This past Friday (03/23/2012), Faith Berry (Firewise Advisor), Soledad Holguin (Bureau of Indian Affairs, Fire Prevention Specialist), Jim Nanamkin (Bureau of Indian Affairs, Regional Wildfire Prevention Specialist ), Dell Ostenberg (Confederated Tribes of the Colville Reservation, Safety Officer) and I visited the LaJolla Band of Luiseńo Indians located 55 miles northwest of San Diego off Highway 76 in the Pauma Valley. We met Adam Giesler, the Tribal Council Secretary, and discussed the Firewise Communities/USA® recognition program. Adam went into great detail about all the wonderful work his Band has accomplished since the tragic Poomacha Fire of 2007 where 147 houses and 77 outbuildings were destroyed and took 19 days to contain.
The biggest challenge this remote community faced was the fact that there were several other conflagration events taking place simultaneously, and federal and state resources were assigned to other areas during the course of the firefight. Adam and Soledad went on to describe the events of the fire and how the tribal elders protected several cultural sites on a nearby ridge. Adam told us how 3 days after the main flame front had moved through the community, houses that were initially thought to have been saved, burned down due to secondary ember exposure.
Subsequent to these harrowing events, the Reservation has undertaken a number of projects that included improving emergency response systems, hardening and creating defensible space around homes and installing a fuel break on their southern boundary. Even though the Reservation has done a lot of fuel mitigation, Adam acknowledged that moving forward, getting recognized as a Firewise/Community USA would be an important tool for them to sustain the effort and remind tribal members of their responsibilities. Adam said that his community needs to prepare for the next event knowing full well that they probably will be on their own again. Jim Namankim went on to say that the federally-funded fuel break gave the community a false sense of security and in the event of another conflagration event, embers can still travel more than 1 mile. Jim went on to say that the application of Firewise principles in and around the home ignition zone was critical to the structure survivability should another event like the Poomacha fire take place again.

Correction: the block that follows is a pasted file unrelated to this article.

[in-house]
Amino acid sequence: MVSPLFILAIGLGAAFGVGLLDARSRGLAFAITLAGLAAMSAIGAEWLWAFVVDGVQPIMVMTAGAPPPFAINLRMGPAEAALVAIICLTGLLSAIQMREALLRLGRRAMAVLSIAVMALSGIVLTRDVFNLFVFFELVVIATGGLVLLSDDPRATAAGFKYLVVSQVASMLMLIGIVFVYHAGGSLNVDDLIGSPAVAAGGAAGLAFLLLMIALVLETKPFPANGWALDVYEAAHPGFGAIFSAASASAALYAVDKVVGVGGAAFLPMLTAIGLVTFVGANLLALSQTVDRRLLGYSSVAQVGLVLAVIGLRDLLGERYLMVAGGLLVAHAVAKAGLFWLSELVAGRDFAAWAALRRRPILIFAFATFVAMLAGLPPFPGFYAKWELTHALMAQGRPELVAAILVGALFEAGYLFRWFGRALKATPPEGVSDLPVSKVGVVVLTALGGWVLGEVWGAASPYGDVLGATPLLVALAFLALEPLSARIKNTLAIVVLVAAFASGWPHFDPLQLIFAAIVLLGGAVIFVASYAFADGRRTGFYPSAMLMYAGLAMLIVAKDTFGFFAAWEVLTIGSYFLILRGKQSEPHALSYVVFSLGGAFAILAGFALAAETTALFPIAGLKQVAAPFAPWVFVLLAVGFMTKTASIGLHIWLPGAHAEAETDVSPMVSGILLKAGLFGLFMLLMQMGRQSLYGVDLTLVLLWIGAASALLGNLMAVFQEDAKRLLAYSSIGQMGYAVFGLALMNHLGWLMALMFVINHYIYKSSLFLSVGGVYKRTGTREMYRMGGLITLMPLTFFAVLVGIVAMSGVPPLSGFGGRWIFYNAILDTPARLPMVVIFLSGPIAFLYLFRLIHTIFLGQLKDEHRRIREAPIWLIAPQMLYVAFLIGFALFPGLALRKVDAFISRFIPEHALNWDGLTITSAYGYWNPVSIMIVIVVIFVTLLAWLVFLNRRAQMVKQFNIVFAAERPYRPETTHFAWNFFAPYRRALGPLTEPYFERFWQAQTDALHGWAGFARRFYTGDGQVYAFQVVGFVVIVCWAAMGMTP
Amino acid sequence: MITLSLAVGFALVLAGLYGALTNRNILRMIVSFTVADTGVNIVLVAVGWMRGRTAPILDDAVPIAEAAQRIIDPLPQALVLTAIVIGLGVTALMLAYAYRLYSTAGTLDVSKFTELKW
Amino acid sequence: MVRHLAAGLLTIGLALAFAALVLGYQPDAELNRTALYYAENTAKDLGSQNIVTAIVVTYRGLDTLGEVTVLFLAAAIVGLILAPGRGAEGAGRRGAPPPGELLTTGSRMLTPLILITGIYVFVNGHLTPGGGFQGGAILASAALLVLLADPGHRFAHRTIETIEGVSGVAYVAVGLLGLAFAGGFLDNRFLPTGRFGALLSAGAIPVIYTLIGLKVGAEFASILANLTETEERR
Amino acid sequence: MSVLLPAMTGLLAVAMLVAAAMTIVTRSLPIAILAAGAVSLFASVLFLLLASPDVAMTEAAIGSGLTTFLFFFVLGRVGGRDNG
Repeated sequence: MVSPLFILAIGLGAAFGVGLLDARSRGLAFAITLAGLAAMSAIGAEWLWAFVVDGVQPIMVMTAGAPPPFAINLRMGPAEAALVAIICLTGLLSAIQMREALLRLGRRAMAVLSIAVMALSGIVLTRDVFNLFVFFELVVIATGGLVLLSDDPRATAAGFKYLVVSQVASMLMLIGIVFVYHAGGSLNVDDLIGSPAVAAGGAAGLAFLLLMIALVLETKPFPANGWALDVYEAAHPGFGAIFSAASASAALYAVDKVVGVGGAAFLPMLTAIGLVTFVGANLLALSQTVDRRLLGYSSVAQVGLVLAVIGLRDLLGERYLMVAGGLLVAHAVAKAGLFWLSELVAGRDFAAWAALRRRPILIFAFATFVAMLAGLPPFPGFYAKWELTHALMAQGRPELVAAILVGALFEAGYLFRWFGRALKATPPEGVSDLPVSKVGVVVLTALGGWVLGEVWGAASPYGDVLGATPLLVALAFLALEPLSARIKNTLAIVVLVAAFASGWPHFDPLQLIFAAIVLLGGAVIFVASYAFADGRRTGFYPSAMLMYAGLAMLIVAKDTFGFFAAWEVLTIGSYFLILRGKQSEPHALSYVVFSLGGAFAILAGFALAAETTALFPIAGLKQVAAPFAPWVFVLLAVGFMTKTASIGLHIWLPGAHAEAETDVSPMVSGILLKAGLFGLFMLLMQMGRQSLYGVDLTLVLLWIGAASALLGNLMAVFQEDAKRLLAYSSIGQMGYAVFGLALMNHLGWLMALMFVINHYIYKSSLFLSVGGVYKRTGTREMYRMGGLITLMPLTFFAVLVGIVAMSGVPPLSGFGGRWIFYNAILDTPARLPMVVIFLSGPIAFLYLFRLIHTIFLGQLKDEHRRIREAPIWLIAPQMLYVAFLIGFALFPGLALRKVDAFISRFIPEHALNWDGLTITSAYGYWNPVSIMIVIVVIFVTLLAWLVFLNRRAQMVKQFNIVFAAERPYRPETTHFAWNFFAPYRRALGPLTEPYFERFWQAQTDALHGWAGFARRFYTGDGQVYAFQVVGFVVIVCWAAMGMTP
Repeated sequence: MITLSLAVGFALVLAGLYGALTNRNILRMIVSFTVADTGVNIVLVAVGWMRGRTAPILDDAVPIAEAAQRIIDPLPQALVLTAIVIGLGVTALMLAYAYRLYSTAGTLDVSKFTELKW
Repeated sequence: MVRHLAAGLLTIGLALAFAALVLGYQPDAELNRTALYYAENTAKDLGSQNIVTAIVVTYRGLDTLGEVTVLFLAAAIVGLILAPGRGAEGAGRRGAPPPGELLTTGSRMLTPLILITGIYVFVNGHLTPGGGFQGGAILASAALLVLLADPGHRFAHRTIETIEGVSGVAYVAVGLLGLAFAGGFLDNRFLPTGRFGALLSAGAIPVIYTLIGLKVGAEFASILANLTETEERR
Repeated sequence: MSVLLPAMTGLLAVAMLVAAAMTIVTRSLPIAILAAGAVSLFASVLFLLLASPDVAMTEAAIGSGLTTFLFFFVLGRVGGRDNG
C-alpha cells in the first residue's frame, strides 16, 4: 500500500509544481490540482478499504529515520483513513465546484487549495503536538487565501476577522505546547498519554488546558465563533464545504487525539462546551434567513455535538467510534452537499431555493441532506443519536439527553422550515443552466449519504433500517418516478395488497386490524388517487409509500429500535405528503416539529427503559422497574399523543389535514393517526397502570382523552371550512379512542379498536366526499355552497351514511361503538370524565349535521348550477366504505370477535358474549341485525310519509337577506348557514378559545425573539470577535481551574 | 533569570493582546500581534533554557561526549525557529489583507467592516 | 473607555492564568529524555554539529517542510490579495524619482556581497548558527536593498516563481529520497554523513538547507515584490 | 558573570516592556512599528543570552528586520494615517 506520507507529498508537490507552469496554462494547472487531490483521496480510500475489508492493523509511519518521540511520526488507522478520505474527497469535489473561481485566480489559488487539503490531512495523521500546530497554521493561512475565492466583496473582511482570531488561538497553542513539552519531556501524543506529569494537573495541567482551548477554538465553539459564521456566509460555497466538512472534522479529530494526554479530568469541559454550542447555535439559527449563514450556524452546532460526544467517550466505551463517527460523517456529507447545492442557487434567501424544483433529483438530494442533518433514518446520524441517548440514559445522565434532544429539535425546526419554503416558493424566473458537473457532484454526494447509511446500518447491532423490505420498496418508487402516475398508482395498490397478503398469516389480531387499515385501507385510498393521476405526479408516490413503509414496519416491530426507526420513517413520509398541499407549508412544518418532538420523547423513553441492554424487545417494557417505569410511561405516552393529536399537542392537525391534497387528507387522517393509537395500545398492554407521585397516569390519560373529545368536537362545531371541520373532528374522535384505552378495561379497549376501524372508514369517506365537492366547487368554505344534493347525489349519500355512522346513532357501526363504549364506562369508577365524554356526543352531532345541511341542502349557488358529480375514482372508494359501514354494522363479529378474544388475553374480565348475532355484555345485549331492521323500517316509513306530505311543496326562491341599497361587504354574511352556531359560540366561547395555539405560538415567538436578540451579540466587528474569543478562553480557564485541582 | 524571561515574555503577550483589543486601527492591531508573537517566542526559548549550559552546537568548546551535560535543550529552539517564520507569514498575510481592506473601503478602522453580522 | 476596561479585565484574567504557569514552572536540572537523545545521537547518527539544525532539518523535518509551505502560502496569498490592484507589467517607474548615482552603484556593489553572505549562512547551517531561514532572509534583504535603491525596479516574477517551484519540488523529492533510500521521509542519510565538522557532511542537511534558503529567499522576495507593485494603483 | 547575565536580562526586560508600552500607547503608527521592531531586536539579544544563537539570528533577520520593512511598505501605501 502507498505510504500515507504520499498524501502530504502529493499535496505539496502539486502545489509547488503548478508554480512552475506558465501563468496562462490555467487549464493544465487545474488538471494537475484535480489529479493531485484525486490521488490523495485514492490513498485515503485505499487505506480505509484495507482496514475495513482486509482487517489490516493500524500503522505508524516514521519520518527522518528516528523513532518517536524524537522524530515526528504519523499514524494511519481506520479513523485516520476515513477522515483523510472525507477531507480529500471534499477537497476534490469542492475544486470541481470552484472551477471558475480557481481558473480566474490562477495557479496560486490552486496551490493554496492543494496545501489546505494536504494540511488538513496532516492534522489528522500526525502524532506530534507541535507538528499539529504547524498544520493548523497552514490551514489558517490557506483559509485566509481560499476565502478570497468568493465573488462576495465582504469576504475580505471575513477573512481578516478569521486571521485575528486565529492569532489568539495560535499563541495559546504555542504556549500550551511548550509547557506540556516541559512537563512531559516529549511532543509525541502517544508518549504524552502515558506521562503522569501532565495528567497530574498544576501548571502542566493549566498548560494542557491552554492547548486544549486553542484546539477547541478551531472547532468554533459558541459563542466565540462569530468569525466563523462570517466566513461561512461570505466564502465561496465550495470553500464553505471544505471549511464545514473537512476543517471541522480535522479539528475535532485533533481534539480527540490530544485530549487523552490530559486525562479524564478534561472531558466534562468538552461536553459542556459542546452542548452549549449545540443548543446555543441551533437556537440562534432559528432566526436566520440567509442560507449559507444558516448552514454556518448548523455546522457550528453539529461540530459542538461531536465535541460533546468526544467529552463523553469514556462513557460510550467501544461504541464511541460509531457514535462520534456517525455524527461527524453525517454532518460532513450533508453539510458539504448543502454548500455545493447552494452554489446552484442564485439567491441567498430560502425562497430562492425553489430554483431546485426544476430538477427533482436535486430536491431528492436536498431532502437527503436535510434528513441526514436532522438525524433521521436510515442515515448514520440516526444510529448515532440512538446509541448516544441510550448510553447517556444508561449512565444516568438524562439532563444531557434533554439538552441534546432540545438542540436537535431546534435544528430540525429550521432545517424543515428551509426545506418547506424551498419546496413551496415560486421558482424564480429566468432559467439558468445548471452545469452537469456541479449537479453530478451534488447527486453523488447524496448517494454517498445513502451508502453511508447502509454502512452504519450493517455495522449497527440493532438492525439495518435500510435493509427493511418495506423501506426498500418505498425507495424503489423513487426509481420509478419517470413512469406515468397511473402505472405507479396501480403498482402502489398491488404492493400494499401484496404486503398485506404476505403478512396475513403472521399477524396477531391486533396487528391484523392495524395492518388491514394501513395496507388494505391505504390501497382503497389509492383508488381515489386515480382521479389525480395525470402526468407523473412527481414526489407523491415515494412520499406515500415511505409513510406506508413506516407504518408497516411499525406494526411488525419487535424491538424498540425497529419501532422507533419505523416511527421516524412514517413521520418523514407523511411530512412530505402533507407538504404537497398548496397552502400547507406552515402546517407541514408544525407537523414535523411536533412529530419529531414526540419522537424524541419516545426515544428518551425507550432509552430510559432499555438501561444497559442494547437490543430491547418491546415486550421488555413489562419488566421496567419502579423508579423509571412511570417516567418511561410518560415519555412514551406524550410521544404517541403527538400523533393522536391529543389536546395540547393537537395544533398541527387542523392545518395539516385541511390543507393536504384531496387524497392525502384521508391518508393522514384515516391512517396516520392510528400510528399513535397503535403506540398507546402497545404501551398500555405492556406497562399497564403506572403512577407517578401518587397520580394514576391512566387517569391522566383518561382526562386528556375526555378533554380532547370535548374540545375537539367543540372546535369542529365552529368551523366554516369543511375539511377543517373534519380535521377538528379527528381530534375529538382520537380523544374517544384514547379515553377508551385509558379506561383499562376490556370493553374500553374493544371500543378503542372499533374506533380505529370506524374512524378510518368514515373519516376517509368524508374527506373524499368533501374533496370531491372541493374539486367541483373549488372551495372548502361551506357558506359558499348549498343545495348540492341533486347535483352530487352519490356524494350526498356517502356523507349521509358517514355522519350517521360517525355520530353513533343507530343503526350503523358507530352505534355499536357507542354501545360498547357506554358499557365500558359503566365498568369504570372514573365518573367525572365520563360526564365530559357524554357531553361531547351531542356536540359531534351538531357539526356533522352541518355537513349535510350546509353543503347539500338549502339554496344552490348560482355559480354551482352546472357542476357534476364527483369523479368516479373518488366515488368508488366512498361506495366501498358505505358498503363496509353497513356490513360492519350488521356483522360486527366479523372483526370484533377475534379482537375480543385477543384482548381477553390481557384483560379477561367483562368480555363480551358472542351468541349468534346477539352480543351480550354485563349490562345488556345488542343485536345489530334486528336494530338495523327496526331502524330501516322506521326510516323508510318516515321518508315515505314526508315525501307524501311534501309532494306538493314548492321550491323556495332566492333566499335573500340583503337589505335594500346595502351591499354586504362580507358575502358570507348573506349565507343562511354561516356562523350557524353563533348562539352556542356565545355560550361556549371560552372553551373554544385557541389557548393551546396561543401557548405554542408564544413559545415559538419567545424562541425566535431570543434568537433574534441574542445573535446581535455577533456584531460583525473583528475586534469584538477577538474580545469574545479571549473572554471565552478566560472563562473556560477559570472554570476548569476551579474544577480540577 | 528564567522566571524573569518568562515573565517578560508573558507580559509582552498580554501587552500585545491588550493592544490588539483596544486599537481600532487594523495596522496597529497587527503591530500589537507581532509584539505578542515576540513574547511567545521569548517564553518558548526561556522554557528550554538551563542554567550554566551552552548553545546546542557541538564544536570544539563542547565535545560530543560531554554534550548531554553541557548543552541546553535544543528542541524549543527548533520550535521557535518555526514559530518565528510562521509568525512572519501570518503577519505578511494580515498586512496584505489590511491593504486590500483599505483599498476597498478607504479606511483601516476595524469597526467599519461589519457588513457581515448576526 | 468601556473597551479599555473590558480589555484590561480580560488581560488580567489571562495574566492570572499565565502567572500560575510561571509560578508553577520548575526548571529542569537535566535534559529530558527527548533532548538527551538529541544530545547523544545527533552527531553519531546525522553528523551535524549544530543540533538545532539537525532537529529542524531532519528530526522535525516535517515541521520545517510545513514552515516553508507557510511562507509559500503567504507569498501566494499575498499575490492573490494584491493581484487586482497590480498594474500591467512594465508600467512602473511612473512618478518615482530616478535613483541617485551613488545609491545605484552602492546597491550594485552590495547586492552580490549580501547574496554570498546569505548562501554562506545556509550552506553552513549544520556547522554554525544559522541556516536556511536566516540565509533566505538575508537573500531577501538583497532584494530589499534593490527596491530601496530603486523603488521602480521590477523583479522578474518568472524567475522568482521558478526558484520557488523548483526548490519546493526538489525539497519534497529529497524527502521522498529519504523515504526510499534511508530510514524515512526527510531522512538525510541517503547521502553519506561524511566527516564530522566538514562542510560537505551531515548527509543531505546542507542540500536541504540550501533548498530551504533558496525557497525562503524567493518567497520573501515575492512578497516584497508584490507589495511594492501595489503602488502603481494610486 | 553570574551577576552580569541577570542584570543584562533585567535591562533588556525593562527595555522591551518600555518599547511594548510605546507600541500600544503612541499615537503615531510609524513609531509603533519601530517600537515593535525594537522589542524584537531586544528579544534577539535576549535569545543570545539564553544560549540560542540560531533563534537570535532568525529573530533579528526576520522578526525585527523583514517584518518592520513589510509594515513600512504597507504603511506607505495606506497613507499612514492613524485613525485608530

Upon leaving the La Jolla Indian Reservation we were able to provide Adam with copies of the Getting Started with Firewise Kits and some other fire prevention material that was produced specifically by NFPA’s Public Education Division High-Risk Outreach Programs for the aging Native American population and donated materials from Amerind Risk Management Corporation that provided First Peoples Program CD’s focused on K1-2 youth fire prevention. Adam indicated that he was not only going to promote the idea with his Tribal Council, but he has gained trust and direct contact with 16 other Tribal Leaders within the region. My hope is that Faith will get invited back to present materials on how to become a recognized Firewise community and will be given the opportunity to facilitate the application process. All in all, it was a very interesting and productive meeting.